Coca-Cola has bought its first equity stake in a cable network, laying out $10 million to CSTV: College Sports Television for the financial share, plus another $5 million for marketing, promotion and advertising of the net.
Dubbing itself the first cable web devoted exclusively to college sports, CSTV engineered its official launch Monday night with “CSTV 2003 College Hoops Honor Roll,” a 90-minute special making its TV debut.
The only subscribers able to receive CSTV immediately are DirecTV customers who pay extra monthly fees for the digital tier that includes NBA TV, Fox Sports World, Golf Channel, Outdoor Channel and various regional sports nets throughout the country.
Brian Bedol, president and CEO of CSTV, said he’s negotiating with cable operators and will announce a few completed deals within the next month.
The CSTV rate card asks cable operators and satellite distributors to pay a monthly license fee of 15¢-25¢ per customer, depending on the number of subscribers guaranteed by the operator. A big subscriber rollout will even get an operator free carriage for the first year because CSTV wants viewers. The network will be fully ad-supported: The quicker it gets to critical mass (which would begin at about 15 million subscribers), the faster Madison Avenue will start buying time on CSTV.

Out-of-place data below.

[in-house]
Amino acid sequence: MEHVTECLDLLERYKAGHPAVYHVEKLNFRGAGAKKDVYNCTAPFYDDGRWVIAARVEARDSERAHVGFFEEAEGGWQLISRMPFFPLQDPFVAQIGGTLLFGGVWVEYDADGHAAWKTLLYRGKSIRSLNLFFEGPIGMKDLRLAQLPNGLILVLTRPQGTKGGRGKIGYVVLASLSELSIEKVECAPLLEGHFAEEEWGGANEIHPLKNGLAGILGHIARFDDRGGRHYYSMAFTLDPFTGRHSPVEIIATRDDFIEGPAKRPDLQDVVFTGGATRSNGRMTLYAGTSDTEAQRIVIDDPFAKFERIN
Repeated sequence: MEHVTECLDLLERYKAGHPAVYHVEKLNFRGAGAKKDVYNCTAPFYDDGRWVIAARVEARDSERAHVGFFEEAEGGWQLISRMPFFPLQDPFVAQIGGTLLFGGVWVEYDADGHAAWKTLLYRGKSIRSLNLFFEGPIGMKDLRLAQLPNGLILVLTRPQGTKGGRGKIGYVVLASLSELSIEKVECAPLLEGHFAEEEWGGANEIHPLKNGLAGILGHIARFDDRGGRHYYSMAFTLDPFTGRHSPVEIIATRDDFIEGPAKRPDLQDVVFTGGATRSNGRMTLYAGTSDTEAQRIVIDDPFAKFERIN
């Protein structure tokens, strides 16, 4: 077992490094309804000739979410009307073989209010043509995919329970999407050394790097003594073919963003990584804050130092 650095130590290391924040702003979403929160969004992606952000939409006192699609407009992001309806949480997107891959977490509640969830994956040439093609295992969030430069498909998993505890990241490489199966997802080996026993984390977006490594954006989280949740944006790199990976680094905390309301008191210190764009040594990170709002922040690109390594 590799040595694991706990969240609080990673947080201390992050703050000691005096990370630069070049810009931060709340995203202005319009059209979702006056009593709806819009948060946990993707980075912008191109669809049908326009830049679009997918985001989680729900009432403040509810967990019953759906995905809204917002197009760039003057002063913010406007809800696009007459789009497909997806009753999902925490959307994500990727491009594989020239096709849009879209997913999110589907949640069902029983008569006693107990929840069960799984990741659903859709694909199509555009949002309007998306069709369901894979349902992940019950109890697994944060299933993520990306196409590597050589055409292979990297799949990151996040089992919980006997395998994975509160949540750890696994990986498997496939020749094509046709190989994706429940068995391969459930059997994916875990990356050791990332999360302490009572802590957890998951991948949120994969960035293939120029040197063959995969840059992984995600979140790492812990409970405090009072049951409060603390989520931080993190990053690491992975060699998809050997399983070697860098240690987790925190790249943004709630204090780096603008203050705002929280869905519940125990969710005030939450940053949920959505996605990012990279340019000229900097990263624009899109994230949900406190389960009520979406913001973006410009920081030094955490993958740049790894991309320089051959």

The most imposing college deal CSTV has lined up so far is with Notre Dame. Contract covers every Notre Dame sport except football and men’s basketball, both of which are tied up in long-term network contracts.
As part of its deal, Coca-Cola has agreed to be the main advertiser within a Sunday-night block of Notre Dame sports programming that premieres in the fall.
Programming highlights on CSTV this spring include Johns Hopkins lacrosse, Rice baseball and UCLA softball, with all of those teams first ranked in their respective sports. The network will carry tournament action from the Big East, Big Ten, Big 12, Conference USA, Mountain West and Pac 10.
Bedol said CSTV plans to co-produce many of the events it cablecasts with local broadcasters and regional sports nets.